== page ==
I’m surprised at the herd mentality on this movement. I’d rather let Rick S establish this as a viable option in the domain market rather than just put up a “for lease” sign on every domain sales website like people seem to be doing. Plus the domains I’m seeing offered for lease don’t seem to be even close to top tier. (Not Rick’s list specifically but in general on these other sites)
This will take time to take hold if it will at all.
That was hilarious. I thought there was something wrong with my computer for a second before I read on. lol. IDK what this will bring. Maybe Rick can do it, if there is anyone out there he is the guy. I haven’t really been following it because I don’t own a $100k domain name that people would want to lease. I guess we will have to wait and see if that list gets bigger anytime soon.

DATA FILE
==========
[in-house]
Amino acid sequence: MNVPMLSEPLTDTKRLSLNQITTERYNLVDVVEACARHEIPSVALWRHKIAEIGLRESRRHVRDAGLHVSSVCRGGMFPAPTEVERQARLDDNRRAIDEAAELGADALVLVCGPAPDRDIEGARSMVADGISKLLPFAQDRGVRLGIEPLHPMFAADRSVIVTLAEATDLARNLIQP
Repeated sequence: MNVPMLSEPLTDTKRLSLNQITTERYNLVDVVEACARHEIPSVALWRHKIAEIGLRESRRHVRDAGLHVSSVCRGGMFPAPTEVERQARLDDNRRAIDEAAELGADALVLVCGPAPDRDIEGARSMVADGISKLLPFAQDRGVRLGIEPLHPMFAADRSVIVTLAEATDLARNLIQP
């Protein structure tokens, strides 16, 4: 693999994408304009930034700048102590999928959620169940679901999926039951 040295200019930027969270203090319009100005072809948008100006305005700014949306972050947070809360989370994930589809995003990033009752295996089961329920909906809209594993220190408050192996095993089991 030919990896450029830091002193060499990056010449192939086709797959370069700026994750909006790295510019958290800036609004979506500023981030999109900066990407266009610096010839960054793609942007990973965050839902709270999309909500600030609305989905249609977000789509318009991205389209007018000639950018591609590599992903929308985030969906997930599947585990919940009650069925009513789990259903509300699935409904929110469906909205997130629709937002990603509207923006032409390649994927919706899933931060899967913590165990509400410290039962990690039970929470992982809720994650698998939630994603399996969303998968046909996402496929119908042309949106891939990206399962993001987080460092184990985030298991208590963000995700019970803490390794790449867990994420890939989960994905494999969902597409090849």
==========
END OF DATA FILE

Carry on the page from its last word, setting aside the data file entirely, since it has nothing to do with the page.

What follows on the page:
Flat out sales are going to continue to be much more valuable and viable than leasing. Even with all of the (thousands) of new gtdls- the owners of the new names (gtdls) are going to want the .coms version. That will not change. Hang onto your valuable .coms. Sell them when you get a great offer. Thats the proven model and will continue to thrive. Sorry Rick, leasing will be a small niche business.
Everything has its time and place. Mini-sites in 1999 were getting great traffic. Not so now. Leasing was an option and may still be but I’ve found licensing has worked well over time like Acapulco.com
I can appreciate, Leasing might be a hard sell to a business as their primary site.
Example…they are cohensamsonbronsonllb.com
and you offer southchicagolawyer.com.